Edited by Michael G. Maxfield and Ronald V. Clarke
After several failed attempts to persuade the car manufacturers to reconsider the design of vehicles and build in better security, the U.K. government developed an index that ranked models of cars by their vulnerability to theft. This was a lever intended to press the manufacturers into changing their behavior. It raised the profile of car theft with the public and showed which types of vehicles were most vulnerable. It essentially turned security into a marketing issue for the manufacturers. The chapter considers the leverage used over the car manufacturers in the context of a discussion of roles and responsibilities for crime control.
The National Motor Vehicle Theft Reduction Council (NMVTRC) was established in February 1999 to implement a range of strategies to reduce Australia's unacceptably high rate of vehicle theft. The NMVTRC is governed by a board that includes senior representatives from the peak national bodies of Australian police services, transport agencies, motor manufacturers, insurers, motor trades, motoring associations and governments. The NMVTRC is financed through annual grants from Australia's eight state and territory governments and the Insurance Council of Australia (ICA). This chapter describes the origins and operating principles of the NMVTRC. These are illustrated by three examples of council projects: producing better data about vehicle crime to support other initiatives, developing and implementing a secure system to identify vehicles and parts, and evaluating programs to divert youthful offenders.
Designing out crime involves more than the physical design of products and environments, such as the way buses are designed or housing estates planned. It also encompasses the way in which services and administrative systems are designed and managed. The scope to reduce crime through design is therefore much wider than is often appreciated. This paper provides an example, focusing on the administrative system that controls the registration and licensing of vehicles in the U.K. The current U.K. vehicle registration and licensing system provides many ways in which the identity of vehicles and their owners can be concealed, thus allowing opportunities for a range of vehicle-related crimes. The U.K. Government is currently implementing a number of changes to the current system to make it harder for vehicle owners to conceal the identity of their vehicles from the licensing authorities. This paper outlines the background to those changes, and presents evidence of their potential impact on theft of vehicles.
The abuse of temporary license plates can be viewed as a public order issue, like "broken windows," that has broader relevance to crime control, public welfare and government effectiveness. This chapter describes the use of temporary license tags in North Carolina, demonstrating that abuse of temporary tags is a serious problem. This paper contends that the current North Carolina system contributes to a lack of safety for police officers, facilitates criminal activities, causes millions of dollars in revenue losses, and costs insurers and law-abiding citizens millions of dollars as well. An exploratory analysis shows temporary tags to be more prevalent in higher-crime areas of Charlotte, compared to adjoining areas with lower crime. Modest changes in the current system would have the potential for considerable and widespread positive impact.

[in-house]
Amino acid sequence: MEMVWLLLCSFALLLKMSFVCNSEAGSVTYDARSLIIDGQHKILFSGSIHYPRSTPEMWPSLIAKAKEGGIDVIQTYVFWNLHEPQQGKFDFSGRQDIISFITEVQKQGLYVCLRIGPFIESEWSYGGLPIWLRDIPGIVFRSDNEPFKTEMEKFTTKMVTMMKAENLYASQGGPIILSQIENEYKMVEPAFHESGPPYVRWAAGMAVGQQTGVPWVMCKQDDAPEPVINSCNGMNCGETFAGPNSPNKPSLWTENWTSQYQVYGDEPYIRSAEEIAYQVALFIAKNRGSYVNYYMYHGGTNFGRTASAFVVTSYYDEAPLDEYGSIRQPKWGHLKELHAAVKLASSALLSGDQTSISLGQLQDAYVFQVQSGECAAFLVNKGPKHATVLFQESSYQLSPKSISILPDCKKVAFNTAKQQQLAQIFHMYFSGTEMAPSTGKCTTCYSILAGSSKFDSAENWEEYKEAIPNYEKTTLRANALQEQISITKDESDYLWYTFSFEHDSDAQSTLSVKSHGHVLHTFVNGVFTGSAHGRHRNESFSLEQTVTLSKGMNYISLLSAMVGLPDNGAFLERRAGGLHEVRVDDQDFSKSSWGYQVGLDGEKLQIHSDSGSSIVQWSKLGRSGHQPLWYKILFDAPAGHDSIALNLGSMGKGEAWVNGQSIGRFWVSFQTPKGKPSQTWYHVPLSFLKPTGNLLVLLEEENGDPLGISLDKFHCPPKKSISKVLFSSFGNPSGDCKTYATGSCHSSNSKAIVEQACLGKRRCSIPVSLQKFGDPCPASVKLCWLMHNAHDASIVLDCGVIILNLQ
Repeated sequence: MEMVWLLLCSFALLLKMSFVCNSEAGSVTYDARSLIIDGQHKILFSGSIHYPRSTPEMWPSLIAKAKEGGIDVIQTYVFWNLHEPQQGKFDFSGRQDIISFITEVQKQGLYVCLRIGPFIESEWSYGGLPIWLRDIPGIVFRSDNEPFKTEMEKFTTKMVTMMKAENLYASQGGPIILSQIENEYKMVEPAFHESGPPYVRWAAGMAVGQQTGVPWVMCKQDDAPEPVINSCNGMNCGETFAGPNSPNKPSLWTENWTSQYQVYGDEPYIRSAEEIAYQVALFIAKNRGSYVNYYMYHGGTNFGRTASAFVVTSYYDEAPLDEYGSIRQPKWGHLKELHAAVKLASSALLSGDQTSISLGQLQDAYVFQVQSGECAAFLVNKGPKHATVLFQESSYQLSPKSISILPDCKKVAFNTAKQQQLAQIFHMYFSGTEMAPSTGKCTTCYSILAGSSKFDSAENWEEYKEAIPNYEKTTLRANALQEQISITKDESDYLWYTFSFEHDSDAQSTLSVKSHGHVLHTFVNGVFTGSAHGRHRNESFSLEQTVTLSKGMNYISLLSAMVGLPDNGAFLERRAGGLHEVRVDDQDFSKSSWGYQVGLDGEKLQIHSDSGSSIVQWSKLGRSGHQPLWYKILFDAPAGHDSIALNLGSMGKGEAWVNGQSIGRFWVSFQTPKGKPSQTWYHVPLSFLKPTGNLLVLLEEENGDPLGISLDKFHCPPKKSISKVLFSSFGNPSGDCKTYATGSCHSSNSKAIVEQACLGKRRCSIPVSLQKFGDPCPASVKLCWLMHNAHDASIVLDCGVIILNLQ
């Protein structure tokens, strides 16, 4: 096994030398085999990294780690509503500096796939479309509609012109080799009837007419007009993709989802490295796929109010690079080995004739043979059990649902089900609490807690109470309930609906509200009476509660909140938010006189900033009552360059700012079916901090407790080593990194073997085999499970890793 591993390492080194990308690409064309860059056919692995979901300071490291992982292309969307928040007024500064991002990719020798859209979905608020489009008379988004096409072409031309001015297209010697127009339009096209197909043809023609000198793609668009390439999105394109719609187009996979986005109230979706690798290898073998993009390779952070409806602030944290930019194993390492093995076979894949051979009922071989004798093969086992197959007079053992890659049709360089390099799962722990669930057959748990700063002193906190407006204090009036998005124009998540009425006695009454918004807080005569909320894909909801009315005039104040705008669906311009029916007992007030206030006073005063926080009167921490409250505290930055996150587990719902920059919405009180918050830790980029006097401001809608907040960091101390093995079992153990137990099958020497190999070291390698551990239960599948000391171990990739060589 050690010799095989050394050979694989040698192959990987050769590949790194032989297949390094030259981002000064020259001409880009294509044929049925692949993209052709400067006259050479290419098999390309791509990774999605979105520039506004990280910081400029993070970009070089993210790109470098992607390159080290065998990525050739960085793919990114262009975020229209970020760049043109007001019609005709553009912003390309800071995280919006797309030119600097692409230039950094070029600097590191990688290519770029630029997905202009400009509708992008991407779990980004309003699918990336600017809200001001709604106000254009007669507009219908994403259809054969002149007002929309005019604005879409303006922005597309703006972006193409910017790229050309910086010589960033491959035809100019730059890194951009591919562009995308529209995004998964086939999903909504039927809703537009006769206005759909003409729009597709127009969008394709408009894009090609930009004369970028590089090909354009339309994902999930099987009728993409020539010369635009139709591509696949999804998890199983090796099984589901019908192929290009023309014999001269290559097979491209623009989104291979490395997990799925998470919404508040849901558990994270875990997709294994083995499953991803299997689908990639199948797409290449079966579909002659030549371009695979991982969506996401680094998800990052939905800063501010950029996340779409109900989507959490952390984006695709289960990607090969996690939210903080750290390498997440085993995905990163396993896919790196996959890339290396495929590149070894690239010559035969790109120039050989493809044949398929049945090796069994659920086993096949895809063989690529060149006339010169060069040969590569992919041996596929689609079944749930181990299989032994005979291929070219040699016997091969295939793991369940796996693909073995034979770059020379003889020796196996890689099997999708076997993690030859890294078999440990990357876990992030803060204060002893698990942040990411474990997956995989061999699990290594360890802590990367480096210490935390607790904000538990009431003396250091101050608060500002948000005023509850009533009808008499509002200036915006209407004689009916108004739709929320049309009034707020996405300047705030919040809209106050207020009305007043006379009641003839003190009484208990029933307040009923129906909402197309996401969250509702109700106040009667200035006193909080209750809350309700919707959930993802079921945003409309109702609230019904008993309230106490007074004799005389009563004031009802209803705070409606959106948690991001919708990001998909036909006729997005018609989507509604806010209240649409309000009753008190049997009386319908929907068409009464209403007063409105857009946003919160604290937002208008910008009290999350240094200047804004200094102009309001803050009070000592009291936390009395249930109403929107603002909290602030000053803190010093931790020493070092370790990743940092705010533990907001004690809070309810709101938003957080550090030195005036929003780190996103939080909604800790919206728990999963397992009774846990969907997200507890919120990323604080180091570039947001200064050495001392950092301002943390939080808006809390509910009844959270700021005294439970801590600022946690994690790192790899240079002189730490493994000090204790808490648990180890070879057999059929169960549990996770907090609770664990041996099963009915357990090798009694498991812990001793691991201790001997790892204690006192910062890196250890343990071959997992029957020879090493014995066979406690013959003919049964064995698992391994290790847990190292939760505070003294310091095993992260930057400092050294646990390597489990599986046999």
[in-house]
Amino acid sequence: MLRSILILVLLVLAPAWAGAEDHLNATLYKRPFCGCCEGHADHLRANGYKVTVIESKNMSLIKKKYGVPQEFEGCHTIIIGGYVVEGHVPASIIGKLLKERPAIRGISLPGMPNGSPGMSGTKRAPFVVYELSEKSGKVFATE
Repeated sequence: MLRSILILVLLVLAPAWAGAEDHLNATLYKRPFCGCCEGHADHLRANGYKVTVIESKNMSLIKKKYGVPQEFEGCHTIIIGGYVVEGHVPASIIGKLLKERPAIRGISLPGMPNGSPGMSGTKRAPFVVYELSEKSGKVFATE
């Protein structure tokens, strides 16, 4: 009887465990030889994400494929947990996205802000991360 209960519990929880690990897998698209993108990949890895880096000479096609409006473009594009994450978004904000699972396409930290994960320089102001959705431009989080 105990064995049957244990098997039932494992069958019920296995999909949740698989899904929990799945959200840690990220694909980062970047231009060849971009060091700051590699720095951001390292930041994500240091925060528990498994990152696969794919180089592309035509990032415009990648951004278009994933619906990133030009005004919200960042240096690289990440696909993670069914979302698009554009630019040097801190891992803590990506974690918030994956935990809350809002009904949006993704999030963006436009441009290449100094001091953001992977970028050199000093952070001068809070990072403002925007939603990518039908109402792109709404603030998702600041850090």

Recent research has shown that electronic immobilization, compulsory on all new cars sold in the European Union since 1998, has been effective in reducing levels of vehicle theft. This is likely to have been more effective in preventing opportunistic temporary thefts, rather than permanent thefts motivated by profit This paper examines the changing age profile of stolen vehicles and concludes that, while electronic immobilization has had an impact on temporary theft, there are signs that professional thieves may have found new methods to overcome the security.
Parking lots can attract a wide range of crime and disorder problems apart from thefts of and from cars ("car theft"). The thrust of research, however, has been on car theft, which is the focus of this paper. This paper starts by reviewing what we know about the vulnerability of cars in parking lots and the influence of their design, usage patterns, and siting.2^ It then looks briefly at results of some studies that have assessed the effectiveness of crime prevention interventions in parking lots. Attention is then paid to a U.K. program – The Secured Car Park Award Scheme. This offers awards to lots that meet specified security standards and allows them to "badge" themselves as award winners. Although successful, the scheme could have had greater impact, and some improvements are addressed. As part of the evaluation, some useful information was gathered from the public on what they value in parking lots. There is some coverage of these results. The paper ends by assessing various security features of lots, in relation to thefts of and from cars, and in relation to surface lots and multi-stories.